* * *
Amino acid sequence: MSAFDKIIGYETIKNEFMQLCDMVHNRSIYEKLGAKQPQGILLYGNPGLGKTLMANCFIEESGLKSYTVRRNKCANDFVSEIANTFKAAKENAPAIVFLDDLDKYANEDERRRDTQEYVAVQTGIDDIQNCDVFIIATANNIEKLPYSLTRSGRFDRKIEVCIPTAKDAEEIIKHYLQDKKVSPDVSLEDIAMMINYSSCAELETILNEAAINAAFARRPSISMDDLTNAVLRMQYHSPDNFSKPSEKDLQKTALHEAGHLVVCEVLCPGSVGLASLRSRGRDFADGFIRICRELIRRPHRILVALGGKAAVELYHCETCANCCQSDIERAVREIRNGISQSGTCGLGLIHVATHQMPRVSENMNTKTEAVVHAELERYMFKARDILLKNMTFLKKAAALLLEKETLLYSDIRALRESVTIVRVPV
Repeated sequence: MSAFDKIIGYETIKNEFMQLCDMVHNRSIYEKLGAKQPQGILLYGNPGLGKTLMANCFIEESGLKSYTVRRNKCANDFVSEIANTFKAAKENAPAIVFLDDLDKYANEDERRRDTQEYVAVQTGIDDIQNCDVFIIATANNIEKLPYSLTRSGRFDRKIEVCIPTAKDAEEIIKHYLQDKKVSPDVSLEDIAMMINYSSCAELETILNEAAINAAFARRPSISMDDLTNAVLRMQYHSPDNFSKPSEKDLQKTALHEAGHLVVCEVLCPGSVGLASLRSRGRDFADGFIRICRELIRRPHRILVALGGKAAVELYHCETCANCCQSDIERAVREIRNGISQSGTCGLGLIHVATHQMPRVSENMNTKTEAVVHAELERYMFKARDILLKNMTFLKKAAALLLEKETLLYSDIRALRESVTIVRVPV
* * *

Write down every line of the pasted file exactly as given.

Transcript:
Amino acid sequence: MSAFDKIIGYETIKNEFMQLCDMVHNRSIYEKLGAKQPQGILLYGNPGLGKTLMANCFIEESGLKSYTVRRNKCANDFVSEIANTFKAAKENAPAIVFLDDLDKYANEDERRRDTQEYVAVQTGIDDIQNCDVFIIATANNIEKLPYSLTRSGRFDRKIEVCIPTAKDAEEIIKHYLQDKKVSPDVSLEDIAMMINYSSCAELETILNEAAINAAFARRPSISMDDLTNAVLRMQYHSPDNFSKPSEKDLQKTALHEAGHLVVCEVLCPGSVGLASLRSRGRDFADGFIRICRELIRRPHRILVALGGKAAVELYHCETCANCCQSDIERAVREIRNGISQSGTCGLGLIHVATHQMPRVSENMNTKTEAVVHAELERYMFKARDILLKNMTFLKKAAALLLEKETLLYSDIRALRESVTIVRVPV
Repeated sequence: MSAFDKIIGYETIKNEFMQLCDMVHNRSIYEKLGAKQPQGILLYGNPGLGKTLMANCFIEESGLKSYTVRRNKCANDFVSEIANTFKAAKENAPAIVFLDDLDKYANEDERRRDTQEYVAVQTGIDDIQNCDVFIIATANNIEKLPYSLTRSGRFDRKIEVCIPTAKDAEEIIKHYLQDKKVSPDVSLEDIAMMINYSSCAELETILNEAAINAAFARRPSISMDDLTNAVLRMQYHSPDNFSKPSEKDLQKTALHEAGHLVVCEVLCPGSVGLASLRSRGRDFADGFIRICRELIRRPHRILVALGGKAAVELYHCETCANCCQSDIERAVREIRNGISQSGTCGLGLIHVATHQMPRVSENMNTKTEAVVHAELERYMFKARDILLKNMTFLKKAAALLLEKETLLYSDIRALRESVTIVRVPV